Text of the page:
The effect of the end of the TPP on Malaysia goes beyond the immediate economic loss of increased benefits of free trade. It shifts the balance of power further towards China, while losing out on the chance for an external trade agreement to enforce better standards of business and governance practice.
By Rashaad Ali*
Throughout his campaign, President-elect Donald Trump has promised to repeal the Trans-Pacific Partnership agreement (TPP), and has in fact reaffirmed his commitment to withdraw from the landmark trade deal. Described as the “gold standard” for free trade agreements for its tariff-cutting measures and standards of compliance, it features 11 other countries, namely Malaysia, Singapore, Brunei, Vietnam, Japan, Australia, New Zealand, Canada, Mexico, Peru and Chile. These countries stand to benefit economically by reducing or removing tariffs, while the United States is able to gain a strategic foothold in Asia.
All this is set to change with the current Obama administration suspending efforts to win congressional approval for the TPP, preferring to leave it to the incoming president and predominantly Republican lawmakers to handle. Prior to Trump’s latest announcement, Japanese Prime Minister Shinzo Abe declared the TPP useless without US participation.
Malaysia and its Hedging Strategy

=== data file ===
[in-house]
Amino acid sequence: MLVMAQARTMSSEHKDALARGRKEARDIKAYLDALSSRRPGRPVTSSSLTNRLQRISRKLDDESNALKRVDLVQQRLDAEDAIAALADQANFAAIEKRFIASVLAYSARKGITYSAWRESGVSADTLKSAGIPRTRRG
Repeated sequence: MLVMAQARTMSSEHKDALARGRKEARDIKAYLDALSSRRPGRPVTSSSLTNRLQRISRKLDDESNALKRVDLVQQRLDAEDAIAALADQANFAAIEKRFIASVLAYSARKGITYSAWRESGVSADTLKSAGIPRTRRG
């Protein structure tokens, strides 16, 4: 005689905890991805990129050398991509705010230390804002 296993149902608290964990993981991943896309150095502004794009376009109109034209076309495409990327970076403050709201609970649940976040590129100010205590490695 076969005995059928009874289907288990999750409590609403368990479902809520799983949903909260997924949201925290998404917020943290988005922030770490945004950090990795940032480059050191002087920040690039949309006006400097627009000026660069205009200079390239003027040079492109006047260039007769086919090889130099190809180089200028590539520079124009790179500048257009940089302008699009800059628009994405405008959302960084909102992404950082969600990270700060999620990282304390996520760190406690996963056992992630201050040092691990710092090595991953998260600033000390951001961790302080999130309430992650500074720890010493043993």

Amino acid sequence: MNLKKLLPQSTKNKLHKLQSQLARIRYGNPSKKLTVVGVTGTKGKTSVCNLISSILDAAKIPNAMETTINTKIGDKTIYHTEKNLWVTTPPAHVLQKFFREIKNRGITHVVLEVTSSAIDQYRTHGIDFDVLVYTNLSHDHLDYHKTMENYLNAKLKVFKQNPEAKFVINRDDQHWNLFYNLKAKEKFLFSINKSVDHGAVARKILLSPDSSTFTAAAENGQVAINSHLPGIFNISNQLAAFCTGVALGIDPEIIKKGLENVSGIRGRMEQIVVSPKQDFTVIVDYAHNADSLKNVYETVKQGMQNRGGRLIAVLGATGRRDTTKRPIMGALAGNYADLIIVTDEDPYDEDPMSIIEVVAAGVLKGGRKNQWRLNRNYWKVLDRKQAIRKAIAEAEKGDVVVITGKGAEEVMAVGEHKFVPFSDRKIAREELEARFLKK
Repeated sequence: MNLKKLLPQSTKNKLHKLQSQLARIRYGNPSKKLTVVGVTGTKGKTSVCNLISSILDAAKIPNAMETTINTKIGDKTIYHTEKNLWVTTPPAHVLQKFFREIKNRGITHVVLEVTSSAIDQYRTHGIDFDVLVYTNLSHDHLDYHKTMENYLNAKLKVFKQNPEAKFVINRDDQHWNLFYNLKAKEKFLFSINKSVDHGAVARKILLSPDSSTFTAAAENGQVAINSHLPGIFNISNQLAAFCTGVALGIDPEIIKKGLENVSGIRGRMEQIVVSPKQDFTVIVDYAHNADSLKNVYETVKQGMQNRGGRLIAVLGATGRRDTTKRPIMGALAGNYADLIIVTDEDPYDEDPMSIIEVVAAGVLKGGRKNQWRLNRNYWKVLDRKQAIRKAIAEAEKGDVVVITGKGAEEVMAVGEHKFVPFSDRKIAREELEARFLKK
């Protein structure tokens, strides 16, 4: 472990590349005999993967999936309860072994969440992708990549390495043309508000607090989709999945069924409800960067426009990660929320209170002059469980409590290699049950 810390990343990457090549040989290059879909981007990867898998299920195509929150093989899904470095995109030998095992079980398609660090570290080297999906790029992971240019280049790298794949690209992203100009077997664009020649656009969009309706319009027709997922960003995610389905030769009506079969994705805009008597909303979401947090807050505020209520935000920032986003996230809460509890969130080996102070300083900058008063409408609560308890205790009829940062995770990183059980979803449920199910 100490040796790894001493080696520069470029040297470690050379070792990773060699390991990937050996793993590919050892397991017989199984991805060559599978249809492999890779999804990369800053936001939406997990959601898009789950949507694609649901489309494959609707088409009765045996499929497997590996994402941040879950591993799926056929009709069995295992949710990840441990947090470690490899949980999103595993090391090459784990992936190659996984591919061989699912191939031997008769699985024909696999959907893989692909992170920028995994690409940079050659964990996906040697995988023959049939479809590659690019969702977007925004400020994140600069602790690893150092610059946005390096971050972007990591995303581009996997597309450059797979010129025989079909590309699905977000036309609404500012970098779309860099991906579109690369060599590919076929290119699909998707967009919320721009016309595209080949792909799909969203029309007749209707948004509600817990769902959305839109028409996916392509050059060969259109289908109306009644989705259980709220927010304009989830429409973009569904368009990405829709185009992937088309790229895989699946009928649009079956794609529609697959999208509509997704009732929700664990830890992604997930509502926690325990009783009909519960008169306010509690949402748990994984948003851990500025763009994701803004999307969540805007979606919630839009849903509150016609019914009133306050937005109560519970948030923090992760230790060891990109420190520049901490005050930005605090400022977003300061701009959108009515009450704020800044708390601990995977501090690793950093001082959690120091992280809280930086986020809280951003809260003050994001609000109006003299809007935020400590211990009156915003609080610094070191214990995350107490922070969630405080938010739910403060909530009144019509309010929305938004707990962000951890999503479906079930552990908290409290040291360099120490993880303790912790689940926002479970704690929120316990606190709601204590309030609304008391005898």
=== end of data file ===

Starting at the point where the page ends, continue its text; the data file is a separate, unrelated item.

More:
From a Malaysian perspective, the threat of the end of the TPP has a number of repercussions that will affect both economic and political aspects of the country. When managing its relations with the US and China, Malaysia has practised a strategy of hedging itself against the two major powers.
While it accommodated the American pivot to Southeast Asia and negotiated on the TPP, Malaysia also courted China, opting to participate in the Asian Infrastructure Investment Bank (AIIB) while similarly expressing a strong desire for involvement in China’s “One Belt One Road” initiative. China is Malaysia’s largest trading partner with an estimated total trade of US$100 billion, and on Prime Minister Najib Razak’s recent visit to Beijing, also signed bilateral deals worth US$34 billion.
Despite fears of Chinese encroachment, these deals appear to be strategy consistent with Malaysia’s foreign policy. However, the results of the US presidential election throw this into doubt. The new administration’s inward approach causes Malaysia to lose its leverage over the two countries, and whatever bargaining power it may have had may well be rescinded, strengthening China’s hand. The potential end of the TPP signals a strong withdrawal from Malaysia on the part of the US, leaving the way open for China. In light of these developments, Malaysia’s agreements with China should be re-examined considering the change in the status quo.
RCEP: The Remaining Option
The remaining option to the TPP is China’s Regional Comprehensive Economic Partnership (RCEP), inclusive of Brunei, Cambodia, Indonesia, Laos, the Philippines and Singapore as well as Australia, India, Japan, Myanmar, New Zealand, South Korea and Thailand. Much like the TPP, it offers to reduce and remove various trade tariffs but without regulatory caveats.